Provisions of the Repairers Lien Act

In a nutshell, the Repairers Lien Act is intended to provide the repairer with the following rights

bulletA repairer who remains in possession of property that they have improved may sell the property if their bill has not been paid within 90 days of it being due; bulletThe repairer may give up possession of the property, and still maintain their lien, if they have the owner sign an acknowledgement of debt before the property is released. However, this lien only exists for 21 days after possession is lost, unless the repairer files a “financing statement” in the provincial Personal Property Registry. If the repairer attempts to file more than 21 days after giving up possession, the Registry will reject the financing statement and the lien is lost. The owner does not have to agree with the contents of the acknowledgement (for instance, the price claimed), but has to acknowledge that the claim is made — to this end, some owners may sign an invoice “under protest,” but the acknowledgement remains effective. If such an acknowledgment is not signed, the repairer loses their lien when they lose possession. bulletThe lien remains registered for 180 days after filing, and can be renewed an unlimited number of times. Once registration expires, the repairer’s lien is lost, provided he does not have possession. bulletSo long as the repairer’s lien exists, and provided the debt remains unpaid 90 days after it was due, the repairer has the right to seize and sell the item. The seizure is carried out by hiring a bailiff and having them serve a warrant and notice of seizure on the person in control of the property. The repairer may keep possession of the item until the owner pays the bill, or may sell the item publicly after having given two weeks notice of the sale in a newspaper in the city nearest to the repairer. Any balance left after applying the sale proceeds to the invoice must be returned to the owner of the property.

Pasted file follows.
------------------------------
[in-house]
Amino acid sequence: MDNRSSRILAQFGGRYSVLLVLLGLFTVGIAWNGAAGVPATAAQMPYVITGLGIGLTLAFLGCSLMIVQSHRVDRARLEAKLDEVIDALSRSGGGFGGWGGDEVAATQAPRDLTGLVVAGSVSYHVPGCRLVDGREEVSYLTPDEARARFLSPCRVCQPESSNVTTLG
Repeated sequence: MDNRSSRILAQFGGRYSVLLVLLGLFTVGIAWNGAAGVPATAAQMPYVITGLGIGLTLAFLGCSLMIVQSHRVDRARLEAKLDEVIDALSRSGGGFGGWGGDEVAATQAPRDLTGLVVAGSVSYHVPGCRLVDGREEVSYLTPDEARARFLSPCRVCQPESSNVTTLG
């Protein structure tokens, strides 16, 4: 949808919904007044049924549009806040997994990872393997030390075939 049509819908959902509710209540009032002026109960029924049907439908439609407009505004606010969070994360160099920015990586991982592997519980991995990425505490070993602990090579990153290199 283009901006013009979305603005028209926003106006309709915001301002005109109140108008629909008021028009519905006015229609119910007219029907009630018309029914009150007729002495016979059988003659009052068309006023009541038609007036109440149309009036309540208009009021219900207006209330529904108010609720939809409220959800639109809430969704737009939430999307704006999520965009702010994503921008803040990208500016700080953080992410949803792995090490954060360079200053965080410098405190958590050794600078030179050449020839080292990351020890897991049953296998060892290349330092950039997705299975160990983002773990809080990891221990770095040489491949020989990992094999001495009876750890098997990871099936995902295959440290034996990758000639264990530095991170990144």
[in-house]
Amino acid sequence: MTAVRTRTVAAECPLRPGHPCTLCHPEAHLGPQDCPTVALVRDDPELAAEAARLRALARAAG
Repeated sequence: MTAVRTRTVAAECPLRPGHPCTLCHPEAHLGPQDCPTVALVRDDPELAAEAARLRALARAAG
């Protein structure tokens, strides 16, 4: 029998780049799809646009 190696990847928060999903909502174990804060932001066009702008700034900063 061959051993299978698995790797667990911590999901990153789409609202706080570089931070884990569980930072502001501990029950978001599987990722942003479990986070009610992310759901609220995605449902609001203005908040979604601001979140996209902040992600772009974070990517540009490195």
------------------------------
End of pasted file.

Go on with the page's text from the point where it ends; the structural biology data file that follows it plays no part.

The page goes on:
Importantly, while a marine repairer may still have the practical use of these provisions outside of a court action (bailiffs will still enforce repairers liens against marine equipment), it is now likely that an owner of such property would be successful in asking a Court to set aside the repairer’s lien, and any related act of seizure and sale.

Court Decisions — The Case Against Repairers Liens